Secretary of Education Miguel Cardona recently attempted to make the case for masking in schools by citing a number of different studies that purported to show their positive effects in a series of tweets. However, his use of one study out of Wisconsin shows either a willful misrepresentation of the data, or an ineptitude in interpreting research that should be concerning to families impacted by U.S. Department of Education policy.
The study in question looked at transmission rates of COVID-19 in rural Wood County, Wisconsin. They follow 17 schools in the county, all of which required masking, and provide a description of the transmission rates that were found. Cardona claimed that the study found a “37% lower incidence of COVID than the surrounding community,” and claimed that this was scientific evidence that masking of students was effective. But this study makes no such claim. The 37% number found in the study is merely a comparison of COVID transmission in the school with transmission in the surrounding community—there was no control group. A control group is vital to a comprehensive study because it allows the scientists to exclude outside factors. There are plenty of other explanations for why transmission was lower in the school. The preponderance of the evidence suggests that kids are less likely to transmit COVID-19 than adults. But whatever the truth, the study cited is not evidence one way or the other.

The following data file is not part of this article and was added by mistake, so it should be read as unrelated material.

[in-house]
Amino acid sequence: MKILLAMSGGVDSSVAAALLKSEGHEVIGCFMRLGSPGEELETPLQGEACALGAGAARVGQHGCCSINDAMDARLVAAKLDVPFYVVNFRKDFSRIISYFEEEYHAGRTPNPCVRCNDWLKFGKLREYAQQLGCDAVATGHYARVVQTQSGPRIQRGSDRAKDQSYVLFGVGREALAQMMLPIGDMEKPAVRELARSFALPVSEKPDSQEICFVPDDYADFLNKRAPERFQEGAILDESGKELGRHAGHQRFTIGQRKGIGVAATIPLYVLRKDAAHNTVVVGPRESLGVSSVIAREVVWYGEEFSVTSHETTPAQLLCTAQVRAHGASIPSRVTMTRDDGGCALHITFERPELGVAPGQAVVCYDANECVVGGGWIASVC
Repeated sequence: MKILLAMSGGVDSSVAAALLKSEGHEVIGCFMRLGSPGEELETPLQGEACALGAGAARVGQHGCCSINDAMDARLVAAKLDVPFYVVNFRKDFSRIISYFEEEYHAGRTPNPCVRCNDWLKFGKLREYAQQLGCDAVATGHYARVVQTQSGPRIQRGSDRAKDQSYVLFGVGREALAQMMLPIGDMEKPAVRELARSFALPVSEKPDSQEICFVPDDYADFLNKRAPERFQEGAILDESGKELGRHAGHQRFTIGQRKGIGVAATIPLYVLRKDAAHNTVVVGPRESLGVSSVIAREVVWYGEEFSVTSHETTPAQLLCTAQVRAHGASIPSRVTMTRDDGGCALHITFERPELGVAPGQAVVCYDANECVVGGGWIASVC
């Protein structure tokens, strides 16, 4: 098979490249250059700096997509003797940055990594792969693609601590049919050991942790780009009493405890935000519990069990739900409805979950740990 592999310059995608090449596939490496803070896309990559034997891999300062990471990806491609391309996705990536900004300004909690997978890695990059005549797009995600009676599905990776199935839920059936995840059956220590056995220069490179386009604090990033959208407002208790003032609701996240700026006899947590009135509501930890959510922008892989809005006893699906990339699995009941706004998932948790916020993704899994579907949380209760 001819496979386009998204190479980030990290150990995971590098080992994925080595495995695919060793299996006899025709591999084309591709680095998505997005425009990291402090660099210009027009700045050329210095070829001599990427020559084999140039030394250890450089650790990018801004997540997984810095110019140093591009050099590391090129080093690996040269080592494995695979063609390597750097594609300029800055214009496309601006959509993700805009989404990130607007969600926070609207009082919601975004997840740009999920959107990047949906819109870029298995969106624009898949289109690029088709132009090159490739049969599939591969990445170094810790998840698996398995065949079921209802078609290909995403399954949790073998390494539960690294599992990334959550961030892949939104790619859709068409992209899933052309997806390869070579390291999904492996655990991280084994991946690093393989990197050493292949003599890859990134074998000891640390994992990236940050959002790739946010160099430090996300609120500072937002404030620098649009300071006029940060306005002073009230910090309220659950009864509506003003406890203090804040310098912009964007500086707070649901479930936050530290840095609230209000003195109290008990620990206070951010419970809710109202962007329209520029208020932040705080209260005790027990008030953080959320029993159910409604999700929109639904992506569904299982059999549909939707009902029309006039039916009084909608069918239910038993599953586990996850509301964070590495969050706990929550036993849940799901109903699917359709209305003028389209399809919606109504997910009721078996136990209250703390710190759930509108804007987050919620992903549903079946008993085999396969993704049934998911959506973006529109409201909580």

The misrepresentation on the part of Cardona was so great that the author of the study in question took to Twitter to correct the record:
“Secretary Cardona, I was the senior author of this study. Our study is not able to give any information about the role masks played in the observed low in-school transmission rates. We had no control group so don’t know if the rate would have been different without masks.”
The tweet remains up as of this writing, despite attempts by the author of the study and many others to correct the record, and the Secretary has not explained the reasoning behind his misrepresentation. There are problems with the other studies he cites as well. None of the other studies cited has a control group. Even worse, as pointed out by American Federation for Children Director of Research, Corey DeAngelis, the fourth study cited is purely a simulation—meaning that it is guaranteed to find an effect of masking if an assumption that it works is included in the model.